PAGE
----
Wednesday, February 13, 2013

Barry Rubin Analyzes The Strange Claims In Obama's State of the Union Address

Barry Rubin analyzes State of the Union Address on Foreign Policy: Careful Phrasing Conceals Disasters, focusing more on Obama's foreign policy claims than on his statements on the economy.

For example, Rubin notes that this time around, Obama did not claim to have destroyed Al Qaeda:
Notice a very strange and ungrammatical formulation: “Most of Al Qaida’s top lieutenants have been defeated.” I think this can only be understood as an incomplete change in the traditional slogan that al-Qaida has been defeated. The administration can no longer make this argument so it is looking for something that gets in bin Ladin’s assassination and that of other al-Qaida leaders (al-Qaida has been decapitated) with hinting that al-Qaida has been defeated.

In other words, someone did a bad job of proofreading the speech. Of course, all of this glosses over the fact that al-Qaida hasn’t been defeated. It is on the march in Mali, the Gaza Strip, Somalia, Egypt’s Sinai Peninsula, Yemen, and other places.

Incidentally, al-Qaida will always be defeated politically because it has no strong political program or structure. That’s why al-Qaida kills but the Muslim Brotherhood wins. And Obama is helping the Muslim Brotherhood.
Picture from Obama's 2010 State of the Union Address

Obama's Middle East policies over the past four years have left the area more dangerous and radicalized than when he first took office -- a fact that Obama goes to some length to avoid and obfuscate.

Here is Rubin on Obama's claim that "ending the Iraq war has allowed us to strike decisive blows against our enemies.”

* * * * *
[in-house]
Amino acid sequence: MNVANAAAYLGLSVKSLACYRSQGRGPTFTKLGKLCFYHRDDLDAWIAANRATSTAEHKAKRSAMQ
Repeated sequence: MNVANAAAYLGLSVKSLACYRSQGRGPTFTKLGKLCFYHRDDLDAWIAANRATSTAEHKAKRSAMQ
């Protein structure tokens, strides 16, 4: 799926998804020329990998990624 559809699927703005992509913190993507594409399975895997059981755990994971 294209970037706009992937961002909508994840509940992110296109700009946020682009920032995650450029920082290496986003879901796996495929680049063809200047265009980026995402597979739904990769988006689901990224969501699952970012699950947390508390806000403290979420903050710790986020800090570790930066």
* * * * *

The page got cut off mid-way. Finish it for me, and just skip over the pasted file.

This is a coded reference to the anti-Iraq war argument that intervention in that country was tying down American forces that could be used elsewhere. Obama is saying: Now that we are out of Iraq we’ll really get those terrorists!

Yet Obama has claimed victory over the terrorists while U.S. forces in Iraq were at their height. His own statements undercut that argument. And what big new way is the United States been striking blows at its enemies since the withdrawal? I cannot think of anything (continued drone strikes in Yemen?). But if you think that the Benghazi terrorists (not the California videomaker), the Egyptian Muslim Brotherhood, Hamas in particular, the Syrian Brotherhood and Salafists, Hizballah, etc., are “enemies” then how has the Obama Administration escalated efforts against them now that it has pulled all those troops out of Iraq and can spare them for other operations?

Like much of Obama’s speech, if one actually pays attention to the language and claims, it dissolves into ridiculousness.
Another example of the absurdity of Obama's speech in regards to the Middle East is his claim that “as the tide of war recedes, a wave of change has washed across the Middle East and North Africa, from Tunis to Cairo, from Sana’a to Tripoli.”

Rubin points out:
Obama could have said the same thing two years ago. Since then, however, the shaky coalition government in Tunisia is crumbling after the most courageous opposition leader was assassinated and the Brotherhood is tightening its hold. In Egypt, the Brotherhood is in power and at the very moment Obama was speaking was engaged in repressing street protests. In Yemen, substantially nothing has changed. In Tripoli (it was wise not to mention Libya’s other main city, Benghazi) there is a reasonable level of success.
Read the whole thing.

During the 2012 presidential campaign, by necessity Obama had to focus on attacking his opponent than on listing his accomplishments after 4 years in office.

With no opponent now to rebut him, Obama is free to make claims that a  fawning media will do little to contradict.

It is left to pundits like Barry Rubin to point out the real world that exists outside of the Obama White House.

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